30. I think this section clearly indicates that, as regards a contract voidable by the plaintiff or the defendant on the ground of undue influence, the legislature, though it calls it a voidable contract, clearly intended that, in order that the avoiding by the party might be effectual to set aside the contract, the bond, even when the defendant raises a plea in answer to the plaintiff's action on the bond, as in the first illustration, and, of course, when the obligor is the plaintiff (which seems to be the meaning of the second illustration), ought to be set aside by the Court in favour of the defendant or the plaintiff as the case may be. Chapter IV, Section 35, of the Specific Relief Act provides for the Court rescinding a contract voidable or terminable by the plaintiff, and also, where a contract of sale or lease has been made and the purchaser or lessee makes default in payment of the purchase money or the premium money after a decree for specific performance had been passed. Again, the Limitation Act prescribes a limitation of one year in Articles 11 and 11-A for suits to set aside certain judicial orders, in Article 12(a) the same period to set aside sales in execution of a decree of a Civil Court or of a Revenue Officer or held for recovery of arrears of Government revenue and so on, and in Articles 13, 14 and 15 for setting aside other similar orders of public authorities. Article 44 of the Act prescribes a period of three years for a suit by a ward (to set aside alienations by his guardian) calculated from the date when the minor attains majority. Article 91 provides a three years' limitation period for a suit to cancel or set aside an instrument not otherwise provided for. Article 95 gives again three years for setting aside a decree obtained by fraud or for other relief on the ground of fraud. Article 113 provides three years for specific performance of a contract. Article 114 provides three years for a suit for rescission of a contract. Let us take the case mentioned in Article 95. Supposing there is a decree obtained by A through fraud, declaring against B that A is entitled to retain as against B the suit land as absolute owner, though really A was only a permissive tenant of B in respect of the land, having obtained possession of the land as such permissive tenant one year before the decree was passed. B knows of the fraud two years after the decree is passed. He keeps quiet for four years and then sues for possession of the land, he being then barred from bringing a suit to set aside the declaratory decree obtained through fraud by A. It seems to me clear that fraudulently obtained decree which has not been set aside must stand in his way. Similarly, it seems to me that the other articles, including the article relevant to this case, viz. Article 91, will stand in the way of a plaintiff suing for the relief claimed by him against the tenor of the decisions or instruments, as the case may be, to which he has been a party and which are binding on him till set aside by the Court. In a very recent article in page 55 of the Madras Law Journal (February), Mr. Shephard says that Section 36 of the Specific Relief Act indicates that 'rescission imports a judicial decision' and that 'rescission by a person entitled to rescind means that he having resolved not to persist in demanding performance, is in a position to sue for rescission or to defend an action brought on the contract.' If he allows the time (prescribed by the Indian Law of Limitation) to sue for rescission to pass, his rescission in pais cannot entitle him to sue for any other relief on the basis that the contract has been set aside though, as a defendant, he may be allowed to defend his possession in a suit brought by the other party, provided his title to the property in dispute has not passed to the other party by the effect of a registered deed under the provisions of a statute giving such effect to such a deed. Even in the latter case, if he has acquired a title by prescriptive possession, he can, of course, successfully put forward that plea.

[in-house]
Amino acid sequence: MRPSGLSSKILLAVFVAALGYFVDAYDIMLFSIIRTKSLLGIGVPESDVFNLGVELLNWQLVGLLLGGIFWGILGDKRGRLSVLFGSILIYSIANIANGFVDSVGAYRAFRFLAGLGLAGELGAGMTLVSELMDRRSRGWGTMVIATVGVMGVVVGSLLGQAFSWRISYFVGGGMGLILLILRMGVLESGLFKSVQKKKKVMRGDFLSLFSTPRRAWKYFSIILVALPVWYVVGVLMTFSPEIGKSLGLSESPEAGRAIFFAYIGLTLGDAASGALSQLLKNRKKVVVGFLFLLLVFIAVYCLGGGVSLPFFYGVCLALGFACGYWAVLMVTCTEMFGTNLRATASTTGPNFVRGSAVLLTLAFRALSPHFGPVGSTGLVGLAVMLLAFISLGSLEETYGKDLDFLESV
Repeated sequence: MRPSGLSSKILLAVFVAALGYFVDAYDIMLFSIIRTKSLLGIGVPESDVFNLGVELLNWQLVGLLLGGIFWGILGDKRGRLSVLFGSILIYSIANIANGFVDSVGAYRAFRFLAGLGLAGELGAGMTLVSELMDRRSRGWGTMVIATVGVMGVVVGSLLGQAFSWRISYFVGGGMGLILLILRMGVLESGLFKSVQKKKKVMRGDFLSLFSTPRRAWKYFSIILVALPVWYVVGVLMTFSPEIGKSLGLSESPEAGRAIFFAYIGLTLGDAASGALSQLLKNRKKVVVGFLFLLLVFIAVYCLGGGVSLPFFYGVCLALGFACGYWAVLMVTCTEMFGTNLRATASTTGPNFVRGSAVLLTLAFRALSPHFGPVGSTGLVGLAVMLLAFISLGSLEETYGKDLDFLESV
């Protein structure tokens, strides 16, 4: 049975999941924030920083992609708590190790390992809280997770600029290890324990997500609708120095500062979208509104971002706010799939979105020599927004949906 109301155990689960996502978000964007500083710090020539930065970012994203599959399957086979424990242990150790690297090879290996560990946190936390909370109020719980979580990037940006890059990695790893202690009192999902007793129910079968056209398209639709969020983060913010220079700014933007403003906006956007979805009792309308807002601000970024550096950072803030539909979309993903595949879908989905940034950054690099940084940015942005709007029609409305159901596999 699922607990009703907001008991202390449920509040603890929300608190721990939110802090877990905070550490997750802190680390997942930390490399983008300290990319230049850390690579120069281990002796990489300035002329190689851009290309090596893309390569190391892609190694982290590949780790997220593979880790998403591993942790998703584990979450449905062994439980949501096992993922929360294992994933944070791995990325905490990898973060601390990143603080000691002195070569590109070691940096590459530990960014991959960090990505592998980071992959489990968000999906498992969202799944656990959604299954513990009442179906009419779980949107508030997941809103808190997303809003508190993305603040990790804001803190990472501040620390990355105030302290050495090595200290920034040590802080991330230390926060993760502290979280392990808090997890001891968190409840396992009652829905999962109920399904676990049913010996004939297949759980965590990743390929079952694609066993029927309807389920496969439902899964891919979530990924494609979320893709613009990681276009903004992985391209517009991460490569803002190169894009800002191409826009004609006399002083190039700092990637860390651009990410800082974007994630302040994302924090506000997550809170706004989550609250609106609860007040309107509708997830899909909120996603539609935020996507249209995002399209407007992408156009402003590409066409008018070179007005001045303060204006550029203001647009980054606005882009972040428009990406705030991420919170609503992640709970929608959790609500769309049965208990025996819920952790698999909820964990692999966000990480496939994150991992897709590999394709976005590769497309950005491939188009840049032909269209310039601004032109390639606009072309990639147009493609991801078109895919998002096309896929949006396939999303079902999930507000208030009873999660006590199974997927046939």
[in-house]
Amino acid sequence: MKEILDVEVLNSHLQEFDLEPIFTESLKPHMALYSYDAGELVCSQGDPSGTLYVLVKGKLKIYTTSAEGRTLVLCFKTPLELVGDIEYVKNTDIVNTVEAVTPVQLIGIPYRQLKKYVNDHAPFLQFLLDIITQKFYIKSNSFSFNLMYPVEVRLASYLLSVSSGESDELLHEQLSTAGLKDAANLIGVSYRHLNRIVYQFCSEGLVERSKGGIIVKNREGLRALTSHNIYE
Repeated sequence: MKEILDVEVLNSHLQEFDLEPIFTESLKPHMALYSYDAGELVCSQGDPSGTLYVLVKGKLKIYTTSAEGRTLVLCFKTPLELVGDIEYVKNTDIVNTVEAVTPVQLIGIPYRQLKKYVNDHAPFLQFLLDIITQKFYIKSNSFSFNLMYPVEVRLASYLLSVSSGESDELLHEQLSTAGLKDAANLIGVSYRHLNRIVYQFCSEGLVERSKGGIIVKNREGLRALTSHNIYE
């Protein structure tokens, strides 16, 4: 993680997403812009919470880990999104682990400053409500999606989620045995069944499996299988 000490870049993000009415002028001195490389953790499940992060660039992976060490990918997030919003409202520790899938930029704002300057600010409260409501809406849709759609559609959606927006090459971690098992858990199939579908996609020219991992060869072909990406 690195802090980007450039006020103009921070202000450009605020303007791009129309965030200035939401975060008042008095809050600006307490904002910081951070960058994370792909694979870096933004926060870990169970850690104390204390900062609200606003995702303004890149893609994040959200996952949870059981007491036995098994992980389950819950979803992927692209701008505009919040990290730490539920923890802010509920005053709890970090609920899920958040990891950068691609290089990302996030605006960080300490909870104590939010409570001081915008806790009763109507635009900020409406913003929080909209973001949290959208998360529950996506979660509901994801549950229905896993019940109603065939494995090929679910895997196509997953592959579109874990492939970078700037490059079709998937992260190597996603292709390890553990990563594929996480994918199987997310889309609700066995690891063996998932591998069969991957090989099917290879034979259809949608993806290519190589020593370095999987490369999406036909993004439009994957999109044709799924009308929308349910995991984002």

31. (I may add that, in this case, the second lease sought to be set aside, though it is called a perpetual lease, is really a conveyance, as though there is a sum nominally reserved as rent, that sum is wholly to be paid to the Government towards the revenue due upon the leased land, and the late Raja followed up that lease, which is dated 1893, by another instrument of 1894, Exhibit E, by the effect of which the defendants' father was even relieved of his obligation to pay the peshkash through or on behalf of the late Raja and was allowed thereafter to pay it to Government direct. The Government, in accordance with the wishes of the Raja, sub divided the leased lands as a separate estate and registered it in the defendants' father's name. Whatever the parties may choose to call this transaction, effected by the deeds of 1893 and 1894 (Exhibits C2 and E), I am unable to entertain any doubt that they constitute an absolute conveyance of the properties mentioned in them in favour of Ramaswami Chetti. The late Raja could not claim even a pepper-corn rent from the defendants' father after the document of 1894 and he retained absolutely no interest in those properties.)